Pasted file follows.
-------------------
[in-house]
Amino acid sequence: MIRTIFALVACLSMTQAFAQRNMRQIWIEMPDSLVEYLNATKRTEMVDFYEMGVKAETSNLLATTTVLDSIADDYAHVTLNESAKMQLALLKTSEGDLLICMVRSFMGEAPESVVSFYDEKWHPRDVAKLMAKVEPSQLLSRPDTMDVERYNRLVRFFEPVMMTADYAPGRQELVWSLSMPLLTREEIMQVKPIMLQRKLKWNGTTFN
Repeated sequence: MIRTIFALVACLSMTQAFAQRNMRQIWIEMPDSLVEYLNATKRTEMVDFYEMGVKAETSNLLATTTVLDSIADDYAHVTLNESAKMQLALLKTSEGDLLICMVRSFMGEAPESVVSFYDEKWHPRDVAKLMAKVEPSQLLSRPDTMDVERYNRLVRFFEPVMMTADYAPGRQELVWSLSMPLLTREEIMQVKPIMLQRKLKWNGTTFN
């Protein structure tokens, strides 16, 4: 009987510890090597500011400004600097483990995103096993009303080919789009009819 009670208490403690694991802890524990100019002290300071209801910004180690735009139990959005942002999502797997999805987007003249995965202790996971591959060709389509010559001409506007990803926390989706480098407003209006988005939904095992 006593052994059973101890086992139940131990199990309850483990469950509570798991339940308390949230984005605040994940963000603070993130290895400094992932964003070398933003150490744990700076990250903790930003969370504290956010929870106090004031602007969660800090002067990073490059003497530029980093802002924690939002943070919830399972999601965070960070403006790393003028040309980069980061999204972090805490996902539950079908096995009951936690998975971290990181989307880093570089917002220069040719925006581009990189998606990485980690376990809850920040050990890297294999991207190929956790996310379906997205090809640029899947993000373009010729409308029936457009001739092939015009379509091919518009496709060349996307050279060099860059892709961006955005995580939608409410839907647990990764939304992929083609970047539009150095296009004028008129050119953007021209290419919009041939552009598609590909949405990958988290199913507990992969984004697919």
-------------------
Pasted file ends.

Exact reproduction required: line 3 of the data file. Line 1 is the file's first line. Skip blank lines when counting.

Repeated sequence: MIRTIFALVACLSMTQAFAQRNMRQIWIEMPDSLVEYLNATKRTEMVDFYEMGVKAETSNLLATTTVLDSIADDYAHVTLNESAKMQLALLKTSEGDLLICMVRSFMGEAPESVVSFYDEKWHPRDVAKLMAKVEPSQLLSRPDTMDVERYNRLVRFFEPVMMTADYAPGRQELVWSLSMPLLTREEIMQVKPIMLQRKLKWNGTTFN